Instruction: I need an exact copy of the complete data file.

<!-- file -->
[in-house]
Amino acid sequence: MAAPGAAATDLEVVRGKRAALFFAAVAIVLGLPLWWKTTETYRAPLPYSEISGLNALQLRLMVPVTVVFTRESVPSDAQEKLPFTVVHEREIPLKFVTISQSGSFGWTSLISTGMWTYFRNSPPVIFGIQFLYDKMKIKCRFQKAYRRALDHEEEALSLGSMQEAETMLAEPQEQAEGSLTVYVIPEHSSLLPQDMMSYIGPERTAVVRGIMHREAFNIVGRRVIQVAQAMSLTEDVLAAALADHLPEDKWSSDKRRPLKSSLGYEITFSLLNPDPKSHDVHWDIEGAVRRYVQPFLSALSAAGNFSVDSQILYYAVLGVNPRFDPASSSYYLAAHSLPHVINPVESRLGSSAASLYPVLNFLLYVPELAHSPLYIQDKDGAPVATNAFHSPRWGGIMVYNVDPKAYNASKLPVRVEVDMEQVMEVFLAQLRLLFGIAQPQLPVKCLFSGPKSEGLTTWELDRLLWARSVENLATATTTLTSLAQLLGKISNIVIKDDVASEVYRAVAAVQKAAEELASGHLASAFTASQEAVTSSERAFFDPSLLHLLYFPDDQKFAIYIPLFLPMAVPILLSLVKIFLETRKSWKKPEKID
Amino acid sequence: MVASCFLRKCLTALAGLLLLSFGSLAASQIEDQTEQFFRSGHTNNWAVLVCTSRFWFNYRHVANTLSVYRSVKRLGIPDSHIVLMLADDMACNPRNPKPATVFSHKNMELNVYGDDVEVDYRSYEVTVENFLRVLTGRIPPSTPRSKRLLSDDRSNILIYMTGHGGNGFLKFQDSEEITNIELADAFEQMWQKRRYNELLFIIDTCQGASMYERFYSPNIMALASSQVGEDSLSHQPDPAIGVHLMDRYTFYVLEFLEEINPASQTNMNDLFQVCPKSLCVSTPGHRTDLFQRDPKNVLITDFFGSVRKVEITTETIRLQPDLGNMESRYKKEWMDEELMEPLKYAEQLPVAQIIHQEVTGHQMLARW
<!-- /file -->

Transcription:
[in-house]
Amino acid sequence: MAAPGAAATDLEVVRGKRAALFFAAVAIVLGLPLWWKTTETYRAPLPYSEISGLNALQLRLMVPVTVVFTRESVPSDAQEKLPFTVVHEREIPLKFVTISQSGSFGWTSLISTGMWTYFRNSPPVIFGIQFLYDKMKIKCRFQKAYRRALDHEEEALSLGSMQEAETMLAEPQEQAEGSLTVYVIPEHSSLLPQDMMSYIGPERTAVVRGIMHREAFNIVGRRVIQVAQAMSLTEDVLAAALADHLPEDKWSSDKRRPLKSSLGYEITFSLLNPDPKSHDVHWDIEGAVRRYVQPFLSALSAAGNFSVDSQILYYAVLGVNPRFDPASSSYYLAAHSLPHVINPVESRLGSSAASLYPVLNFLLYVPELAHSPLYIQDKDGAPVATNAFHSPRWGGIMVYNVDPKAYNASKLPVRVEVDMEQVMEVFLAQLRLLFGIAQPQLPVKCLFSGPKSEGLTTWELDRLLWARSVENLATATTTLTSLAQLLGKISNIVIKDDVASEVYRAVAAVQKAAEELASGHLASAFTASQEAVTSSERAFFDPSLLHLLYFPDDQKFAIYIPLFLPMAVPILLSLVKIFLETRKSWKKPEKID
Amino acid sequence: MVASCFLRKCLTALAGLLLLSFGSLAASQIEDQTEQFFRSGHTNNWAVLVCTSRFWFNYRHVANTLSVYRSVKRLGIPDSHIVLMLADDMACNPRNPKPATVFSHKNMELNVYGDDVEVDYRSYEVTVENFLRVLTGRIPPSTPRSKRLLSDDRSNILIYMTGHGGNGFLKFQDSEEITNIELADAFEQMWQKRRYNELLFIIDTCQGASMYERFYSPNIMALASSQVGEDSLSHQPDPAIGVHLMDRYTFYVLEFLEEINPASQTNMNDLFQVCPKSLCVSTPGHRTDLFQRDPKNVLITDFFGSVRKVEITTETIRLQPDLGNMESRYKKEWMDEELMEPLKYAEQLPVAQIIHQEVTGHQMLARW